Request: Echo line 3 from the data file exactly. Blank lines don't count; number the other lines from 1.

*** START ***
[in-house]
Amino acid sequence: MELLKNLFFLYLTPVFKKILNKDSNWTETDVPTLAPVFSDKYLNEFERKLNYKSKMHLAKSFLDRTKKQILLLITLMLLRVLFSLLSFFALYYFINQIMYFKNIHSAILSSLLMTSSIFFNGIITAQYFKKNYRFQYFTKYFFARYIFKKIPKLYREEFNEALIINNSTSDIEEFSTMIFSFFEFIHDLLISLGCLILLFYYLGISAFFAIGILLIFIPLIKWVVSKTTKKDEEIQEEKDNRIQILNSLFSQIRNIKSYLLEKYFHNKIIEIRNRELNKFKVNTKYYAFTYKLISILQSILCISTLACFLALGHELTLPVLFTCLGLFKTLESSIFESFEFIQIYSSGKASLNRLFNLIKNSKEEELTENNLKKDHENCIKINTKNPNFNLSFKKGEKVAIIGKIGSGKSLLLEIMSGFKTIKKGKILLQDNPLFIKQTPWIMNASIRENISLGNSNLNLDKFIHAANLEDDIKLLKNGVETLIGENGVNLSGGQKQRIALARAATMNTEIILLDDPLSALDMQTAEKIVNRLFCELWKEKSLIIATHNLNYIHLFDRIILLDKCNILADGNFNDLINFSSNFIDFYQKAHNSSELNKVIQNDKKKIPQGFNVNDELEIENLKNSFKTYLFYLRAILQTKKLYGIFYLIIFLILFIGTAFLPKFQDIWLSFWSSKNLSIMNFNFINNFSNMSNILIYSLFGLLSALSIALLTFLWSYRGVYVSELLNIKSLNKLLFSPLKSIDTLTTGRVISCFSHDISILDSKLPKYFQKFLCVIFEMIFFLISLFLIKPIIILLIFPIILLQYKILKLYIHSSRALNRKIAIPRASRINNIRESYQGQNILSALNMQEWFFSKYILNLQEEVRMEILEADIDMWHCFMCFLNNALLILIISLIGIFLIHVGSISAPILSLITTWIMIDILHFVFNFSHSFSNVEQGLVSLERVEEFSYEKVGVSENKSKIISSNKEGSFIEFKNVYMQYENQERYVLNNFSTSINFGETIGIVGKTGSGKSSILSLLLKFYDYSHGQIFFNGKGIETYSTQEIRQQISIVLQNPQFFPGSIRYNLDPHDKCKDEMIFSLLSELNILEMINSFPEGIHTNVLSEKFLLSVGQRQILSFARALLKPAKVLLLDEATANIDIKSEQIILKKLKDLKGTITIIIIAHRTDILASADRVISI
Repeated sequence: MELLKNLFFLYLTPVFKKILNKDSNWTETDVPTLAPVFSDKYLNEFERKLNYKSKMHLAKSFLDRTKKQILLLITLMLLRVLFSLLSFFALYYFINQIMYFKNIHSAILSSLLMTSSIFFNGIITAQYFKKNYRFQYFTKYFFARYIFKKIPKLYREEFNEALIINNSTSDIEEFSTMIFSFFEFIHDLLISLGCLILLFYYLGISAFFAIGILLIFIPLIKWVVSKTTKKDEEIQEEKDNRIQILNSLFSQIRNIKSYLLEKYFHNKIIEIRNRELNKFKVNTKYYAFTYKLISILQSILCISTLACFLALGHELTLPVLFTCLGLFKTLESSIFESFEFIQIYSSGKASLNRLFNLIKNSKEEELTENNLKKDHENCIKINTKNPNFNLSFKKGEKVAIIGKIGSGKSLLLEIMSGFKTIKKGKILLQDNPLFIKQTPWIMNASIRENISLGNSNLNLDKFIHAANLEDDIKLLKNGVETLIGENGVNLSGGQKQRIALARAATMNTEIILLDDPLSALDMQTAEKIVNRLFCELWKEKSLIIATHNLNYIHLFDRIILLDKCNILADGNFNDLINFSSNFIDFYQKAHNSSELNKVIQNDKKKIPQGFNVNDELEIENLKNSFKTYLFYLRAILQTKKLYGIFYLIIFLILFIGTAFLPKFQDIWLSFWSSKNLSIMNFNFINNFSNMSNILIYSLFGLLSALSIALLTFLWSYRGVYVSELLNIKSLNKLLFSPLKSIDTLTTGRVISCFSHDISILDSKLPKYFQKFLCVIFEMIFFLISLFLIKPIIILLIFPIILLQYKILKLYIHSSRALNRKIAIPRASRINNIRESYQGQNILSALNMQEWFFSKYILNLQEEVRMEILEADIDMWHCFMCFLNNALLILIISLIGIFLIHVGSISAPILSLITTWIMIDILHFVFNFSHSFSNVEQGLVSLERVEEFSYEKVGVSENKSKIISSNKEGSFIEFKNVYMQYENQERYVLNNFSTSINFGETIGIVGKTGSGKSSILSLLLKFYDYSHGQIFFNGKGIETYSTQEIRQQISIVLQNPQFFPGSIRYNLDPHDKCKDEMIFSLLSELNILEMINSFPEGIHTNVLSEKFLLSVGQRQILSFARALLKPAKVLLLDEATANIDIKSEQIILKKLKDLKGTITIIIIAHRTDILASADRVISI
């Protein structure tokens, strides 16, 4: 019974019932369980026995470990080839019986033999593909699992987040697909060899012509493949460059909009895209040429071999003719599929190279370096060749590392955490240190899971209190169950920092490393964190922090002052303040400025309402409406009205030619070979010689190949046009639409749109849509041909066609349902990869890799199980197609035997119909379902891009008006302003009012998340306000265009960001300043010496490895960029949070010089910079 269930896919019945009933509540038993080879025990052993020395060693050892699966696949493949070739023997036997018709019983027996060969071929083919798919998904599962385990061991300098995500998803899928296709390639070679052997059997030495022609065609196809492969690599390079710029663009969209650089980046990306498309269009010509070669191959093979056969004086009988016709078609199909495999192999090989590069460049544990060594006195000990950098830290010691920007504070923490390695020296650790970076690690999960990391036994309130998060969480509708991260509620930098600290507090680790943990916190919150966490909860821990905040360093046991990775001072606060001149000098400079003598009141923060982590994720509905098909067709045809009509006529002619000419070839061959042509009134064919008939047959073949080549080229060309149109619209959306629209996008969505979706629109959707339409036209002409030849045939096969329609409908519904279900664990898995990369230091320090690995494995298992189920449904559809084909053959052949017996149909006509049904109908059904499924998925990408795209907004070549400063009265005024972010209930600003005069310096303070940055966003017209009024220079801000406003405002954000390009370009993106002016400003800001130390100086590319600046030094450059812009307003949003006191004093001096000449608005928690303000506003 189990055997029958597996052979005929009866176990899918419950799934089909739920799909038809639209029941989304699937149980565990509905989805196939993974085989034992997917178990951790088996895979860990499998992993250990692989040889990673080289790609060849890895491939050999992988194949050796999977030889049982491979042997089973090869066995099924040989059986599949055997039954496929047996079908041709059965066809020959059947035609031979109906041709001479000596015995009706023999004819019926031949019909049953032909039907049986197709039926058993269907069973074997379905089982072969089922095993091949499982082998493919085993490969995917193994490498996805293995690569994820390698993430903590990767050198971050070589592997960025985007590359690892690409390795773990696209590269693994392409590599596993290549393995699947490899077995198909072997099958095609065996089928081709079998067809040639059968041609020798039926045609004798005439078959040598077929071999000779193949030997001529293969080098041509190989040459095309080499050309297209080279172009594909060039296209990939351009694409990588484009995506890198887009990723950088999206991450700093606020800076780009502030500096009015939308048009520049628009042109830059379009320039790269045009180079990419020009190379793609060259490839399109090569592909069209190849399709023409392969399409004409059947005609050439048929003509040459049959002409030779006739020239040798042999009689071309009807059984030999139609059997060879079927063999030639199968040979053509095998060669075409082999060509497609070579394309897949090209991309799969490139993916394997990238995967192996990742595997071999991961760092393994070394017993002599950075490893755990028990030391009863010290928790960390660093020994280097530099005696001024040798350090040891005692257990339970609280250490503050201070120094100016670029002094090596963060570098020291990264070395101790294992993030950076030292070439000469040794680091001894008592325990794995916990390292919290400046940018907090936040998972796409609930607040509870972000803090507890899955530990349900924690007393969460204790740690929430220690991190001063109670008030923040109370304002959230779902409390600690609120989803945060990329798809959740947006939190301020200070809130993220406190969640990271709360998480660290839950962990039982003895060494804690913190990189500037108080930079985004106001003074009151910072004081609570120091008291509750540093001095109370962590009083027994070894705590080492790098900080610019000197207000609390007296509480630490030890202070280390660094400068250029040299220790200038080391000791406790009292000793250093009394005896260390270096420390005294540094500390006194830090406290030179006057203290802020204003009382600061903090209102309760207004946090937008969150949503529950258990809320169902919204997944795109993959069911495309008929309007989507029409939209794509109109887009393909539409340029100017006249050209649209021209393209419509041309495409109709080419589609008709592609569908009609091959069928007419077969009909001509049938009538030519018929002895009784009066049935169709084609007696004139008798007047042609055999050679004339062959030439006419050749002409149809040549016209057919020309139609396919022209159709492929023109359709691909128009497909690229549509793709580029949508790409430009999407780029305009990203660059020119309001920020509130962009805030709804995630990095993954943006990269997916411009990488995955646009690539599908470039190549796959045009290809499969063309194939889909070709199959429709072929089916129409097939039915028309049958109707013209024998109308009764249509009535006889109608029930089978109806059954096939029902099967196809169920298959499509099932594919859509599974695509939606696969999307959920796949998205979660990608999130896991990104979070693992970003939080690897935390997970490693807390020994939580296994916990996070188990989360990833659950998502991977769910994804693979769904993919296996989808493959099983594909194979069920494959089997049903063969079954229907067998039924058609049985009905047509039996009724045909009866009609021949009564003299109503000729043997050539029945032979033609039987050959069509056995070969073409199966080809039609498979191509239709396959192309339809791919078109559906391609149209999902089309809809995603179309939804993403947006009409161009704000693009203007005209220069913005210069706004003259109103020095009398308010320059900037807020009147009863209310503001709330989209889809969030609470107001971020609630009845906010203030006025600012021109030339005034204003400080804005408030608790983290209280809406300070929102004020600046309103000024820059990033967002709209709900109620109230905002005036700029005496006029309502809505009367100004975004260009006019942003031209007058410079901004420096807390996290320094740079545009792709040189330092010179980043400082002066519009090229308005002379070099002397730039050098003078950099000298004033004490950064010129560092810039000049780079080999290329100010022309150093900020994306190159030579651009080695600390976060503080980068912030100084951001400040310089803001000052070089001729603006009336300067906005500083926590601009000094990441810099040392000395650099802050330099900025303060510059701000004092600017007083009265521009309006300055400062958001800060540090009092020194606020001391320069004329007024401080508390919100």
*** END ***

Repeated sequence: MELLKNLFFLYLTPVFKKILNKDSNWTETDVPTLAPVFSDKYLNEFERKLNYKSKMHLAKSFLDRTKKQILLLITLMLLRVLFSLLSFFALYYFINQIMYFKNIHSAILSSLLMTSSIFFNGIITAQYFKKNYRFQYFTKYFFARYIFKKIPKLYREEFNEALIINNSTSDIEEFSTMIFSFFEFIHDLLISLGCLILLFYYLGISAFFAIGILLIFIPLIKWVVSKTTKKDEEIQEEKDNRIQILNSLFSQIRNIKSYLLEKYFHNKIIEIRNRELNKFKVNTKYYAFTYKLISILQSILCISTLACFLALGHELTLPVLFTCLGLFKTLESSIFESFEFIQIYSSGKASLNRLFNLIKNSKEEELTENNLKKDHENCIKINTKNPNFNLSFKKGEKVAIIGKIGSGKSLLLEIMSGFKTIKKGKILLQDNPLFIKQTPWIMNASIRENISLGNSNLNLDKFIHAANLEDDIKLLKNGVETLIGENGVNLSGGQKQRIALARAATMNTEIILLDDPLSALDMQTAEKIVNRLFCELWKEKSLIIATHNLNYIHLFDRIILLDKCNILADGNFNDLINFSSNFIDFYQKAHNSSELNKVIQNDKKKIPQGFNVNDELEIENLKNSFKTYLFYLRAILQTKKLYGIFYLIIFLILFIGTAFLPKFQDIWLSFWSSKNLSIMNFNFINNFSNMSNILIYSLFGLLSALSIALLTFLWSYRGVYVSELLNIKSLNKLLFSPLKSIDTLTTGRVISCFSHDISILDSKLPKYFQKFLCVIFEMIFFLISLFLIKPIIILLIFPIILLQYKILKLYIHSSRALNRKIAIPRASRINNIRESYQGQNILSALNMQEWFFSKYILNLQEEVRMEILEADIDMWHCFMCFLNNALLILIISLIGIFLIHVGSISAPILSLITTWIMIDILHFVFNFSHSFSNVEQGLVSLERVEEFSYEKVGVSENKSKIISSNKEGSFIEFKNVYMQYENQERYVLNNFSTSINFGETIGIVGKTGSGKSSILSLLLKFYDYSHGQIFFNGKGIETYSTQEIRQQISIVLQNPQFFPGSIRYNLDPHDKCKDEMIFSLLSELNILEMINSFPEGIHTNVLSEKFLLSVGQRQILSFARALLKPAKVLLLDEATANIDIKSEQIILKKLKDLKGTITIIIIAHRTDILASADRVISI